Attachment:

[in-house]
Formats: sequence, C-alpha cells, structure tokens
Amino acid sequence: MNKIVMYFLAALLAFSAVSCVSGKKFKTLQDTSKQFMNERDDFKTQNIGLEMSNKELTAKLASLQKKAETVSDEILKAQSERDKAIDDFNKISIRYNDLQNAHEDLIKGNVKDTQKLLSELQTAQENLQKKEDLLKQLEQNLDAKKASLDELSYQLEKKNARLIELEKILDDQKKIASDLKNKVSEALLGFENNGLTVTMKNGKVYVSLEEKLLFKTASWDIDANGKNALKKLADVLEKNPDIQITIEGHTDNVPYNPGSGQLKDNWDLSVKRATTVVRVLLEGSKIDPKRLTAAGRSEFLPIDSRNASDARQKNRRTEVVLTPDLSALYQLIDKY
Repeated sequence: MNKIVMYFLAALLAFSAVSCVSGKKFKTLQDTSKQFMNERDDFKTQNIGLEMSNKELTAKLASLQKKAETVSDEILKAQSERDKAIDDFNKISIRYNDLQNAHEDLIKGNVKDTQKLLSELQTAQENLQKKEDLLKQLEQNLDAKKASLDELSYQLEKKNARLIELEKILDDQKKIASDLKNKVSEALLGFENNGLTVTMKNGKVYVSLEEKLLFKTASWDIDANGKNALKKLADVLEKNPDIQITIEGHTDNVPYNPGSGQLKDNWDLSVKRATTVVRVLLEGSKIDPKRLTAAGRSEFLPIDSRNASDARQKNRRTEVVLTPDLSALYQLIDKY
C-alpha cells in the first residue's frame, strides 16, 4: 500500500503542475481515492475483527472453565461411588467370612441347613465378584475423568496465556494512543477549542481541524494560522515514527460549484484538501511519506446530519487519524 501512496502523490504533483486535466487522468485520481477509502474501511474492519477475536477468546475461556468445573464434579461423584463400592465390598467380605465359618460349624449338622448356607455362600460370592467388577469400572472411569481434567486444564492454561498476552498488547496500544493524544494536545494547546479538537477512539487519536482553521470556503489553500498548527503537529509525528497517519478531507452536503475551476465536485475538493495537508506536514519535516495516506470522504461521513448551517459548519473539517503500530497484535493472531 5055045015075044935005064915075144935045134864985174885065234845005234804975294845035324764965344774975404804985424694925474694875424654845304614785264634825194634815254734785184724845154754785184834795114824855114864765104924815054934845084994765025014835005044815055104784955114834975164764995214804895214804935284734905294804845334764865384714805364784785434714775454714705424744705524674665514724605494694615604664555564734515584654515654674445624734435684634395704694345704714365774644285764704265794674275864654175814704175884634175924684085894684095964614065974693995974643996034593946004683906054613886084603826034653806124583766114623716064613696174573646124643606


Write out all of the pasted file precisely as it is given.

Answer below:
[in-house]
Formats: sequence, C-alpha cells, structure tokens
Amino acid sequence: MNKIVMYFLAALLAFSAVSCVSGKKFKTLQDTSKQFMNERDDFKTQNIGLEMSNKELTAKLASLQKKAETVSDEILKAQSERDKAIDDFNKISIRYNDLQNAHEDLIKGNVKDTQKLLSELQTAQENLQKKEDLLKQLEQNLDAKKASLDELSYQLEKKNARLIELEKILDDQKKIASDLKNKVSEALLGFENNGLTVTMKNGKVYVSLEEKLLFKTASWDIDANGKNALKKLADVLEKNPDIQITIEGHTDNVPYNPGSGQLKDNWDLSVKRATTVVRVLLEGSKIDPKRLTAAGRSEFLPIDSRNASDARQKNRRTEVVLTPDLSALYQLIDKY
Repeated sequence: MNKIVMYFLAALLAFSAVSCVSGKKFKTLQDTSKQFMNERDDFKTQNIGLEMSNKELTAKLASLQKKAETVSDEILKAQSERDKAIDDFNKISIRYNDLQNAHEDLIKGNVKDTQKLLSELQTAQENLQKKEDLLKQLEQNLDAKKASLDELSYQLEKKNARLIELEKILDDQKKIASDLKNKVSEALLGFENNGLTVTMKNGKVYVSLEEKLLFKTASWDIDANGKNALKKLADVLEKNPDIQITIEGHTDNVPYNPGSGQLKDNWDLSVKRATTVVRVLLEGSKIDPKRLTAAGRSEFLPIDSRNASDARQKNRRTEVVLTPDLSALYQLIDKY
C-alpha cells in the first residue's frame, strides 16, 4: 500500500503542475481515492475483527472453565461411588467370612441347613465378584475423568496465556494512543477549542481541524494560522515514527460549484484538501511519506446530519487519524 501512496502523490504533483486535466487522468485520481477509502474501511474492519477475536477468546475461556468445573464434579461423584463400592465390598467380605465359618460349624449338622448356607455362600460370592467388577469400572472411569481434567486444564492454561498476552498488547496500544493524544494536545494547546479538537477512539487519536482553521470556503489553500498548527503537529509525528497517519478531507452536503475551476465536485475538493495537508506536514519535516495516506470522504461521513448551517459548519473539517503500530497484535493472531 5055045015075044935005064915075144935045134864985174885065234845005234804975294845035324764965344774975404804985424694925474694875424654845304614785264634825194634815254734785184724845154754785184834795114824855114864765104924815054934845084994765025014835005044815055104784955114834975164764995214804895214804935284734905294804845334764865384714805364784785434714775454714705424744705524674665514724605494694615604664555564734515584654515654674445624734435684634395704694345704714365774644285764704265794674275864654175814704175884634175924684085894684095964614065974693995974643996034593946004683906054613886084603826034653806124583766114623716064613696174573646124643606